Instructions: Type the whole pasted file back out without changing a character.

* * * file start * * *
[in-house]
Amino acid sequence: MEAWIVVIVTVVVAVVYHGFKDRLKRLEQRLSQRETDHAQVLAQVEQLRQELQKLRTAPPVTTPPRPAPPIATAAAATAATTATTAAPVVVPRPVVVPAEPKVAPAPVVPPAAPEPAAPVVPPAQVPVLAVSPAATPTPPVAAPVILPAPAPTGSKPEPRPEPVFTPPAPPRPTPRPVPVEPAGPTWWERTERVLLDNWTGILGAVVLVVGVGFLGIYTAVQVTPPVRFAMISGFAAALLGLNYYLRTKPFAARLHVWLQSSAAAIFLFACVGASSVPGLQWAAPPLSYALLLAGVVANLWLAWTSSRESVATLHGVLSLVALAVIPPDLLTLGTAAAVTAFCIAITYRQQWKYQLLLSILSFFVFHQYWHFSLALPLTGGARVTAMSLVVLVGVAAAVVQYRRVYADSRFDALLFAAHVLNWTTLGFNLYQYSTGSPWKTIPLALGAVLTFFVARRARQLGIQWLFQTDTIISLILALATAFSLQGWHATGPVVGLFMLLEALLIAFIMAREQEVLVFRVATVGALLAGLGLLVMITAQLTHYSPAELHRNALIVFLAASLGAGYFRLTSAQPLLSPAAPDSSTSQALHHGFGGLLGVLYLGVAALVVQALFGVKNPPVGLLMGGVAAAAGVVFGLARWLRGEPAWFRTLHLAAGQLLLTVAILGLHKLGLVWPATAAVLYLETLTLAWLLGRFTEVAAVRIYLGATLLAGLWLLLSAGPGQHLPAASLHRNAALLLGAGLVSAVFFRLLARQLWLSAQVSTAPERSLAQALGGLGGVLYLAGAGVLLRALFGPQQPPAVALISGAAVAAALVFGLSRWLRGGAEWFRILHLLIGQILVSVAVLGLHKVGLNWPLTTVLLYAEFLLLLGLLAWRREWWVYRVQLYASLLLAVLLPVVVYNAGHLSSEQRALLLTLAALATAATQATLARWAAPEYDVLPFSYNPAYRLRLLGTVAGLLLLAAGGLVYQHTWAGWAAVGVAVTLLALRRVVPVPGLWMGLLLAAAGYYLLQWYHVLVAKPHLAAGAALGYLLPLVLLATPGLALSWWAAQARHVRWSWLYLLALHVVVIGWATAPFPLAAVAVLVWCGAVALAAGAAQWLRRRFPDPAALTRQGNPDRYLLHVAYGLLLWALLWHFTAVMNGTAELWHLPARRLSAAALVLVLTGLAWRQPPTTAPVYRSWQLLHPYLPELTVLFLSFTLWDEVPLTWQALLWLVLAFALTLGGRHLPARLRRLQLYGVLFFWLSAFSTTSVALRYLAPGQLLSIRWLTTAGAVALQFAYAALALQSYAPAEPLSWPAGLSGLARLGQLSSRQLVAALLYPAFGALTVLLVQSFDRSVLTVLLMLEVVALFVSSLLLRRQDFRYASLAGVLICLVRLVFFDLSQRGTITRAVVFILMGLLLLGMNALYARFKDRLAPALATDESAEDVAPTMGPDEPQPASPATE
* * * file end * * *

[in-house]
Amino acid sequence: MEAWIVVIVTVVVAVVYHGFKDRLKRLEQRLSQRETDHAQVLAQVEQLRQELQKLRTAPPVTTPPRPAPPIATAAAATAATTATTAAPVVVPRPVVVPAEPKVAPAPVVPPAAPEPAAPVVPPAQVPVLAVSPAATPTPPVAAPVILPAPAPTGSKPEPRPEPVFTPPAPPRPTPRPVPVEPAGPTWWERTERVLLDNWTGILGAVVLVVGVGFLGIYTAVQVTPPVRFAMISGFAAALLGLNYYLRTKPFAARLHVWLQSSAAAIFLFACVGASSVPGLQWAAPPLSYALLLAGVVANLWLAWTSSRESVATLHGVLSLVALAVIPPDLLTLGTAAAVTAFCIAITYRQQWKYQLLLSILSFFVFHQYWHFSLALPLTGGARVTAMSLVVLVGVAAAVVQYRRVYADSRFDALLFAAHVLNWTTLGFNLYQYSTGSPWKTIPLALGAVLTFFVARRARQLGIQWLFQTDTIISLILALATAFSLQGWHATGPVVGLFMLLEALLIAFIMAREQEVLVFRVATVGALLAGLGLLVMITAQLTHYSPAELHRNALIVFLAASLGAGYFRLTSAQPLLSPAAPDSSTSQALHHGFGGLLGVLYLGVAALVVQALFGVKNPPVGLLMGGVAAAAGVVFGLARWLRGEPAWFRTLHLAAGQLLLTVAILGLHKLGLVWPATAAVLYLETLTLAWLLGRFTEVAAVRIYLGATLLAGLWLLLSAGPGQHLPAASLHRNAALLLGAGLVSAVFFRLLARQLWLSAQVSTAPERSLAQALGGLGGVLYLAGAGVLLRALFGPQQPPAVALISGAAVAAALVFGLSRWLRGGAEWFRILHLLIGQILVSVAVLGLHKVGLNWPLTTVLLYAEFLLLLGLLAWRREWWVYRVQLYASLLLAVLLPVVVYNAGHLSSEQRALLLTLAALATAATQATLARWAAPEYDVLPFSYNPAYRLRLLGTVAGLLLLAAGGLVYQHTWAGWAAVGVAVTLLALRRVVPVPGLWMGLLLAAAGYYLLQWYHVLVAKPHLAAGAALGYLLPLVLLATPGLALSWWAAQARHVRWSWLYLLALHVVVIGWATAPFPLAAVAVLVWCGAVALAAGAAQWLRRRFPDPAALTRQGNPDRYLLHVAYGLLLWALLWHFTAVMNGTAELWHLPARRLSAAALVLVLTGLAWRQPPTTAPVYRSWQLLHPYLPELTVLFLSFTLWDEVPLTWQALLWLVLAFALTLGGRHLPARLRRLQLYGVLFFWLSAFSTTSVALRYLAPGQLLSIRWLTTAGAVALQFAYAALALQSYAPAEPLSWPAGLSGLARLGQLSSRQLVAALLYPAFGALTVLLVQSFDRSVLTVLLMLEVVALFVSSLLLRRQDFRYASLAGVLICLVRLVFFDLSQRGTITRAVVFILMGLLLLGMNALYARFKDRLAPALATDESAEDVAPTMGPDEPQPASPATE